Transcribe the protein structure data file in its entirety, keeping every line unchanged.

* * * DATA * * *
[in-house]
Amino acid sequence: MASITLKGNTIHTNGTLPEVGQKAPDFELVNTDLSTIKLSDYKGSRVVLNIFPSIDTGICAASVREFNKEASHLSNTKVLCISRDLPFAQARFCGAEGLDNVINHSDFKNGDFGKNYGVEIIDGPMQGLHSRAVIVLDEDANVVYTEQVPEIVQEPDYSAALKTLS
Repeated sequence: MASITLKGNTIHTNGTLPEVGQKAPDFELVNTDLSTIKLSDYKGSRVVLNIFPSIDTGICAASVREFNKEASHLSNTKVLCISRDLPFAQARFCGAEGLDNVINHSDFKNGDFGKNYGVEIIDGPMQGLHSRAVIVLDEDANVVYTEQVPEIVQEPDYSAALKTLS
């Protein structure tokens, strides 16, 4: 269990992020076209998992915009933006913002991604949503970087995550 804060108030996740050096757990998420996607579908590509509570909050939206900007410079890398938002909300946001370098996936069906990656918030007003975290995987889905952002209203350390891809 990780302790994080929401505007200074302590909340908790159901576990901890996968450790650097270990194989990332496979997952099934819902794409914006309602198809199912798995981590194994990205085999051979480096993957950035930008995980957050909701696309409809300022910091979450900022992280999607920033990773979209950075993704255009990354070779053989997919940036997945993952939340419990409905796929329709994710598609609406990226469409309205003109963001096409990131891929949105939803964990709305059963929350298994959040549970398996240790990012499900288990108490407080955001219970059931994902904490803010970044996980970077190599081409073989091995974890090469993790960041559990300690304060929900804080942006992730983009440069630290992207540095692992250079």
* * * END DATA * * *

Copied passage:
[in-house]
Amino acid sequence: MASITLKGNTIHTNGTLPEVGQKAPDFELVNTDLSTIKLSDYKGSRVVLNIFPSIDTGICAASVREFNKEASHLSNTKVLCISRDLPFAQARFCGAEGLDNVINHSDFKNGDFGKNYGVEIIDGPMQGLHSRAVIVLDEDANVVYTEQVPEIVQEPDYSAALKTLS
Repeated sequence: MASITLKGNTIHTNGTLPEVGQKAPDFELVNTDLSTIKLSDYKGSRVVLNIFPSIDTGICAASVREFNKEASHLSNTKVLCISRDLPFAQARFCGAEGLDNVINHSDFKNGDFGKNYGVEIIDGPMQGLHSRAVIVLDEDANVVYTEQVPEIVQEPDYSAALKTLS
């Protein structure tokens, strides 16, 4: 269990992020076209998992915009933006913002991604949503970087995550 804060108030996740050096757990998420996607579908590509509570909050939206900007410079890398938002909300946001370098996936069906990656918030007003975290995987889905952002209203350390891809 990780302790994080929401505007200074302590909340908790159901576990901890996968450790650097270990194989990332496979997952099934819902794409914006309602198809199912798995981590194994990205085999051979480096993957950035930008995980957050909701696309409809300022910091979450900022992280999607920033990773979209950075993704255009990354070779053989997919940036997945993952939340419990409905796929329709994710598609609406990226469409309205003109963001096409990131891929949105939803964990709305059963929350298994959040549970398996240790990012499900288990108490407080955001219970059931994902904490803010970044996980970077190599081409073989091995974890090469993790960041559990300690304060929900804080942006992730983009440069630290992207540095692992250079």